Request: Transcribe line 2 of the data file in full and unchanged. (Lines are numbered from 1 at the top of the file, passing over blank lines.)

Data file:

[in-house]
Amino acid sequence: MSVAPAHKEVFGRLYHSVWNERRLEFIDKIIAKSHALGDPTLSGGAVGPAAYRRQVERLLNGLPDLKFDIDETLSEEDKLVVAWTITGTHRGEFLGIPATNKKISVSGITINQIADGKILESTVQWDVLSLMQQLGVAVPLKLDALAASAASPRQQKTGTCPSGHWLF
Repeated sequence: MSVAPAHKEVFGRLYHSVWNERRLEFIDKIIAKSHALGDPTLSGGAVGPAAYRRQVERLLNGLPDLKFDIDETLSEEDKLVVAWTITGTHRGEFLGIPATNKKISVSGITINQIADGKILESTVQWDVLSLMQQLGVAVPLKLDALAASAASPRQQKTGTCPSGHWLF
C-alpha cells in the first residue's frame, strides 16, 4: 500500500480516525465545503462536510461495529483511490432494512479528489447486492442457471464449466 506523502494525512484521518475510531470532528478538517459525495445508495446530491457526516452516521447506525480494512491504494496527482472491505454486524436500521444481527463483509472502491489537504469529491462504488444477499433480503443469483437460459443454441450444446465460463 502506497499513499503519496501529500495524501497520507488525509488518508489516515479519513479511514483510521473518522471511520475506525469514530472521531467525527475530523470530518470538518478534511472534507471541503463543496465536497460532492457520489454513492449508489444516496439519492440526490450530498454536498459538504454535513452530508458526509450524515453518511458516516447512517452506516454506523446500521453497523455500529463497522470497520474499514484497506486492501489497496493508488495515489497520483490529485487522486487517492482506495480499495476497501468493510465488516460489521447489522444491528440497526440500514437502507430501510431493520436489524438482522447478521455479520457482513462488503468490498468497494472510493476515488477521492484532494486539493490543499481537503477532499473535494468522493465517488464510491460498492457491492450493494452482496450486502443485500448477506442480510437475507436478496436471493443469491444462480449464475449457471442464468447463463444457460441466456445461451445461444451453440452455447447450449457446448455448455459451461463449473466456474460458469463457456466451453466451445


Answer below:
Amino acid sequence: MSVAPAHKEVFGRLYHSVWNERRLEFIDKIIAKSHALGDPTLSGGAVGPAAYRRQVERLLNGLPDLKFDIDETLSEEDKLVVAWTITGTHRGEFLGIPATNKKISVSGITINQIADGKILESTVQWDVLSLMQQLGVAVPLKLDALAASAASPRQQKTGTCPSGHWLF